Byte of Prevention Blog

by Jay Reeves |

10 Tips for A Powerful Website Call to Action

Lawyers MutualIs your law firm website’s Call to Action working?

Here’s a hint: if you don’t know what a Call to Action is, the answer is no.

A Call to Action, or CTA, is a place on your website that prompts the user to do something – such as telephoning to schedule an appointment or subscribing to a newsletter. It might be a block of text, a banner, a button, or even a picture. The point is to convert a web passerby into a potential client:

  • Call Today
  • Click to Talk to a Lawyer
  • View Demo

Step one is to make sure your site is well-optimized to garner maximum hits. If you don’t know anything about search engine optimization, find someone who does. Otherwise your website will just sit there and not generate enough traffic to power even the most persuasive CTA.

Step two is to grab attention. Make the CTA a different color or larger size, use animation or graphics, place it center-page and above the fold, surround it with ample white space.

In many respects, a CTA is like any other form of marketing. It should be catchy and interesting. Where it differs is its immediate, on-demand nature.

Imagine someone has just read a review of Bob Dylan’s new record and wants to buy it. Right now. Back in the day they would race to Peaches or School Kids. No longer. Today’s consumer wants to be able to seal the deal right then and there, with a few simple clicks.

“Gone are the days when attorney websites were simply an electronic brochure that provided basic information and then expected the reader to make a call,” says blogger Dora Palmieri at webmarketingforlaw.com. “Increasingly, consumers expect to be able to access your services on demand. The idea of having to pick up the phone, speak to a receptionist, and then wait for you is foreign to them. In fact, the modern communicator rarely uses the phone at all even to communicate with friends and family. Just observe smart phone and tablet users, they spend far more time looking at and touching the screen than actually talking on the phone.”

Chat features on websites are not ideal, Palmieri says, because smart visitors know they won’t actually be chatting with you. And contact forms aren’t immediate enough.

The solution is a well-designed Call to Action. It gives people a quick and easy way to get in touch with you – and an incentive for doing so without hesitation. Following are some suggestions:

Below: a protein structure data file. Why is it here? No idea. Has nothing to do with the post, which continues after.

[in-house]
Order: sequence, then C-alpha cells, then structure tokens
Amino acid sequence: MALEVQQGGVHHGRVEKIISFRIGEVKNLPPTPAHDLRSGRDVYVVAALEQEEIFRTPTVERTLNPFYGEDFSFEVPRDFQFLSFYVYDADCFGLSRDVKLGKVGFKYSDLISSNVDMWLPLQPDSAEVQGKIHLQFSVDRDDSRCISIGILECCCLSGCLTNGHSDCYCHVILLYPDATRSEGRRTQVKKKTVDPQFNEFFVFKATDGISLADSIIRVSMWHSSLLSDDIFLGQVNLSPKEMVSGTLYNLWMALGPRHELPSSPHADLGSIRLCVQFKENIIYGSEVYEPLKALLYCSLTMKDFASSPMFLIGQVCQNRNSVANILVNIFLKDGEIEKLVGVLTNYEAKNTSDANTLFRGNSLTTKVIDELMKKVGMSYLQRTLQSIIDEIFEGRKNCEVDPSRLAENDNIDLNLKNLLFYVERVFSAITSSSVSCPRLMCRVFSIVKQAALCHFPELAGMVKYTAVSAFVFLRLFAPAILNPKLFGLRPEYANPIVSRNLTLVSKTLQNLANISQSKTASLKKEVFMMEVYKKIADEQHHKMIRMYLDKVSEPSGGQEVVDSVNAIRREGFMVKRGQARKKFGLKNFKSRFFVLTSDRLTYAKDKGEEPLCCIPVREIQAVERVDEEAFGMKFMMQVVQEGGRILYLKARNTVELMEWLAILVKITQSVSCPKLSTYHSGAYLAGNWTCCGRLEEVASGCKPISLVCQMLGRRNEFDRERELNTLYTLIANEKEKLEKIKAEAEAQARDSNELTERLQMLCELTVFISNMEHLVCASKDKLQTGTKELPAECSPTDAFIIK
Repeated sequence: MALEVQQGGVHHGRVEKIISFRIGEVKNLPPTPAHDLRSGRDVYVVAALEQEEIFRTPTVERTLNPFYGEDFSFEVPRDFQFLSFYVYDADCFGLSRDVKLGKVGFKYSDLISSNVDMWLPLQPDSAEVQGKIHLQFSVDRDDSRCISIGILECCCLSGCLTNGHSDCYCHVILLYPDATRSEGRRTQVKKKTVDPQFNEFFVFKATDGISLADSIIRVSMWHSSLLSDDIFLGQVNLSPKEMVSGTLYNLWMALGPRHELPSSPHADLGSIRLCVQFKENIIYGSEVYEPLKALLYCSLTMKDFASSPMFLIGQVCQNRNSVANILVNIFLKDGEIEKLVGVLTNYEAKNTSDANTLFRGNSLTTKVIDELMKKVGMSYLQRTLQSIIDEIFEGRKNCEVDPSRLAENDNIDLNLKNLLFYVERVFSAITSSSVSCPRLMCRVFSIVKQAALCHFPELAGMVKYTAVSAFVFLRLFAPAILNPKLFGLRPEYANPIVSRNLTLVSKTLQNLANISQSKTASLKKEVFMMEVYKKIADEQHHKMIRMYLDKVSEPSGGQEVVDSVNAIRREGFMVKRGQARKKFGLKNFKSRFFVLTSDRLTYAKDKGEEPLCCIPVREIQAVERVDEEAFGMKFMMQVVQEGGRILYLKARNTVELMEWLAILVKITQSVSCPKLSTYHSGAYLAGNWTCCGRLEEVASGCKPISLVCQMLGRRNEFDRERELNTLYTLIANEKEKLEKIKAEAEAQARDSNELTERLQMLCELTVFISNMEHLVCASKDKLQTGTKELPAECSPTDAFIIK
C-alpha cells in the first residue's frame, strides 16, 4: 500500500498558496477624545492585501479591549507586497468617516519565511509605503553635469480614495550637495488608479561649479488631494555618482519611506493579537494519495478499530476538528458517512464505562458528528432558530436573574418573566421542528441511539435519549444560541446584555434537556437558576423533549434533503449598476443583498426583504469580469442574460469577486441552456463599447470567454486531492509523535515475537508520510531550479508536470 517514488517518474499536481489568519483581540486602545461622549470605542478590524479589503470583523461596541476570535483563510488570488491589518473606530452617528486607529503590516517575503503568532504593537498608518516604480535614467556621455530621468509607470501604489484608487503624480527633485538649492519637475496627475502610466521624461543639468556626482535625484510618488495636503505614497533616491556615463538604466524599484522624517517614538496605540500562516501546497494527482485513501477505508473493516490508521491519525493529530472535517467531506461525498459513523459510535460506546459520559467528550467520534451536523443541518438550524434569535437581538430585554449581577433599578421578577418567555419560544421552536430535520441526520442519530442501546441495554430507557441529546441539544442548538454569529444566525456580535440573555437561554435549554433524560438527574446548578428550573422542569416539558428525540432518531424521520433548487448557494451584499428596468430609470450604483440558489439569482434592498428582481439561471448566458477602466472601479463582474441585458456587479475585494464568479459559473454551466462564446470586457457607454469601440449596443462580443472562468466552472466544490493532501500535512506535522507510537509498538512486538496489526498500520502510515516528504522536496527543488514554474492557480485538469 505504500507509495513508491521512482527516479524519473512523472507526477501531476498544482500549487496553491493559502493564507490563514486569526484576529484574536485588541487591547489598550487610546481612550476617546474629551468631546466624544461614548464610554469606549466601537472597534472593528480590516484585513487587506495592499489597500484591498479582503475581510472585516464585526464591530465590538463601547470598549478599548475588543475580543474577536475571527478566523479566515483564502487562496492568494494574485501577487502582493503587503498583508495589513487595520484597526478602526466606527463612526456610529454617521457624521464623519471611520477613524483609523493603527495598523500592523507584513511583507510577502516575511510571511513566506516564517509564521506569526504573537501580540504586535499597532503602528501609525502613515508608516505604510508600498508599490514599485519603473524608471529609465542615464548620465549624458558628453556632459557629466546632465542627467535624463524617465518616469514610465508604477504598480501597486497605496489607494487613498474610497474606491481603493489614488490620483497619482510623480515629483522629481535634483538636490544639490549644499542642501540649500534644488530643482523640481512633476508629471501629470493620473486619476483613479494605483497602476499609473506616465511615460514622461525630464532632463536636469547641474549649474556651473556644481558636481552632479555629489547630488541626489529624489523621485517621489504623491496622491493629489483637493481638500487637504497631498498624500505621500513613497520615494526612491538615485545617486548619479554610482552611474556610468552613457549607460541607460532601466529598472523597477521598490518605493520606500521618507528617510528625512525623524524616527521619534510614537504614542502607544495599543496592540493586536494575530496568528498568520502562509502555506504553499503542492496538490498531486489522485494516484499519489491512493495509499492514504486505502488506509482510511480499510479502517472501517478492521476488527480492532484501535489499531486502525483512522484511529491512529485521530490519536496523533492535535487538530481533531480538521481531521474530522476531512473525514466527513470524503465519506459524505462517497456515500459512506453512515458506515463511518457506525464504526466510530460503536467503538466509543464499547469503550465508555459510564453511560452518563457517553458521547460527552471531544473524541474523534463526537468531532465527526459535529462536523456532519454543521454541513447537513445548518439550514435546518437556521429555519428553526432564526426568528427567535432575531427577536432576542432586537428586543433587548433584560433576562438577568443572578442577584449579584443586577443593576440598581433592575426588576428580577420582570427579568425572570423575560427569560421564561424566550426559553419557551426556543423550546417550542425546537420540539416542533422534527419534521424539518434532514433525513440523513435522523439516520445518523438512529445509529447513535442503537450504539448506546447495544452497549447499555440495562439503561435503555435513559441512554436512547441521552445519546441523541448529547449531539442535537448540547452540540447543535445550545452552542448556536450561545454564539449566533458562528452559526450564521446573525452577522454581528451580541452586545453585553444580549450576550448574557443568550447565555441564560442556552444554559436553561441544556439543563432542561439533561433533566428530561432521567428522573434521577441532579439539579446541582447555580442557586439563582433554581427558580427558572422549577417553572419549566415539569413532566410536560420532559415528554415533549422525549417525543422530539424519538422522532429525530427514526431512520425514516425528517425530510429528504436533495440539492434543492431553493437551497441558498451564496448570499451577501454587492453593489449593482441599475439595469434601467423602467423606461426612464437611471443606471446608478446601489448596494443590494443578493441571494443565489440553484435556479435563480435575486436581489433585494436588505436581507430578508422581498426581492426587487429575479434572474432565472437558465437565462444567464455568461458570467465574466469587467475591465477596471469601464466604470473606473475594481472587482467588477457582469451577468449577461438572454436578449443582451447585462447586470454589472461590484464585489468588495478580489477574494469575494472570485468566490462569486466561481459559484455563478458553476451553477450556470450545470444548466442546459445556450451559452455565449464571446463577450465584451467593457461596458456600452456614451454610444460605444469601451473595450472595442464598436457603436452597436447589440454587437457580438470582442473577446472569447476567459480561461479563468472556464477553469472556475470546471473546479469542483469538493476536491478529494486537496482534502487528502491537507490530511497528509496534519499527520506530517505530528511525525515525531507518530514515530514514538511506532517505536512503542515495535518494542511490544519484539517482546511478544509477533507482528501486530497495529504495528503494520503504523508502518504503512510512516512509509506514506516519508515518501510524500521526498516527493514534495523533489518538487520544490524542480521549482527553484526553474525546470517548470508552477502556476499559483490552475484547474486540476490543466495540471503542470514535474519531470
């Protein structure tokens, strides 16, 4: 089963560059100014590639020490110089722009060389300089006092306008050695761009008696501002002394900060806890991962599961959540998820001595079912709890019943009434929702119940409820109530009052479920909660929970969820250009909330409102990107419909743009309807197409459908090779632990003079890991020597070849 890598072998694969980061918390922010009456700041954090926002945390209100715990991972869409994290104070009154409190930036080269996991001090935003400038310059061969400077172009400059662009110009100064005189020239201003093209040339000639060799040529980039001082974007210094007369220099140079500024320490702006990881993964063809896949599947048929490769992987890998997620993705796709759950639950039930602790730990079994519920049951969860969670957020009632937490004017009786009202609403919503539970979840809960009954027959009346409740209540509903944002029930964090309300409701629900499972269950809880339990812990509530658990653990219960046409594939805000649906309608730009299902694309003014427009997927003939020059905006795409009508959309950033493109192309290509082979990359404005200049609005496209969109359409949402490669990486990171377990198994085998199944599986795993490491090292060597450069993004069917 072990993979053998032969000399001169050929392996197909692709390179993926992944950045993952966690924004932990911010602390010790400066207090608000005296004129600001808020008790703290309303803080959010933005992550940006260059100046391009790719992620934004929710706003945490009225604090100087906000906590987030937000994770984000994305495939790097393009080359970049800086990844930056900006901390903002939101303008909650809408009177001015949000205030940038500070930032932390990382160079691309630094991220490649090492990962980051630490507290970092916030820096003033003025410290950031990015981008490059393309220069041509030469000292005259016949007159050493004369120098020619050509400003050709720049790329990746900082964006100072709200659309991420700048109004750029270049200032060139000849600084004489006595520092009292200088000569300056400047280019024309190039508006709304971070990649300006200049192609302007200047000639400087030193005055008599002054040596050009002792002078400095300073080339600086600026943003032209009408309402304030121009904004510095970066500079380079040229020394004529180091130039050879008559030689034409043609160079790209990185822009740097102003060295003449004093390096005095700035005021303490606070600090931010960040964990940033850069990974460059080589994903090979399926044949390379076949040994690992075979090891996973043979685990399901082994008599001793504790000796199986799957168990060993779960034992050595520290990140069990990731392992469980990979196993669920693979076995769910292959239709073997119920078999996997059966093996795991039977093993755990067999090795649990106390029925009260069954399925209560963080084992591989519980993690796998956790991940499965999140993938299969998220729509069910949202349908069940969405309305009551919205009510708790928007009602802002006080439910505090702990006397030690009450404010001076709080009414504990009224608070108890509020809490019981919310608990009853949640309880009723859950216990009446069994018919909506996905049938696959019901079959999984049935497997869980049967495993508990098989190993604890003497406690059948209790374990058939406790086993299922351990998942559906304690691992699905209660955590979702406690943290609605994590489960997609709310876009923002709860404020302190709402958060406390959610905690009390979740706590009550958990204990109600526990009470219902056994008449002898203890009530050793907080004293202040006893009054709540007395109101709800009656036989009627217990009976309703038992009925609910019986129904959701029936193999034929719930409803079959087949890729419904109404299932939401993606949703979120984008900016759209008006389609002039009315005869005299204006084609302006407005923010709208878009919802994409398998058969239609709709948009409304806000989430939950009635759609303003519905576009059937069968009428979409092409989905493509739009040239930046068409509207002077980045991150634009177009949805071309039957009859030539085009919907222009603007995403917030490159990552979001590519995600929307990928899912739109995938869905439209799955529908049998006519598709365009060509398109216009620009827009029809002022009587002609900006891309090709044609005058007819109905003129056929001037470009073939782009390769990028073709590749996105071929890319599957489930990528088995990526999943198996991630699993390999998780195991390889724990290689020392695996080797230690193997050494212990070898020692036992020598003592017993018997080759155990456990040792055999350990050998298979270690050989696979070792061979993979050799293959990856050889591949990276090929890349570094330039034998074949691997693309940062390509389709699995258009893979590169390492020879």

• Keep it simple. Don’t make visitors jump through hoops. A complicated or confusing CTA will drive them away. In the retail world, the creation of the “Buy Now” button was a game changer.
  • Provide mobile access. Make sure your site is viewable on smart phones, tablets and other portable devices.
  • Instant dialing. Make phone numbers “click to dial.”
  • Add a calendar function. This might be logistically or financially difficult. But the idea is to allow visitors to schedule a consultation on their own and immediately.
  • Communicate the benefits of a quick response. Tell potential clients why it is in their interest to contact your law firm without delay.
  • Use active voice and strong language. Take a cue from bumper stickers.
  • Put a Call to Action on every page. Don’t limit it just to your homepage.
  •  Don’t pry. People are reluctant to provide personal data or too much information online.
  • Run it by the State Bar. Make sure you don’t include anything on your site that runs afoul of ethics rules on advertising and client solicitation.
  • Ask for help. Visit lm2014.gethifi.com for free risk management resources or call the client services department at 1-800-662-8843 for more information.

Jay Reeves is an attorney licensed in North Carolina and South Carolina. He has practiced in both states and was Legal Editor at Lawyers Weekly and Risk Manager at Lawyers Mutual. He writes the Risk Man column of practice pointers and risk management tips. Contact jay.reeves@ymail.com or phone 919-619-2441.

About the Author

Jay Reeves

jay.reeves@ymail.com | 919-619-2441

Jay Reeves practiced law in North Carolina and South Carolina. Over the course of his 35-year career he was a solo practitioner, corporate lawyer, legal editor, Legal Aid staff attorney and insurance risk manager. Today he helps lawyers and firms put more mojo in their practice through marketing, work-life balance and reclaiming passion for what they do. He is available for consultations, retreats and presentations.

Read More by Jay >

Subscribe to Our Blog

Related Posts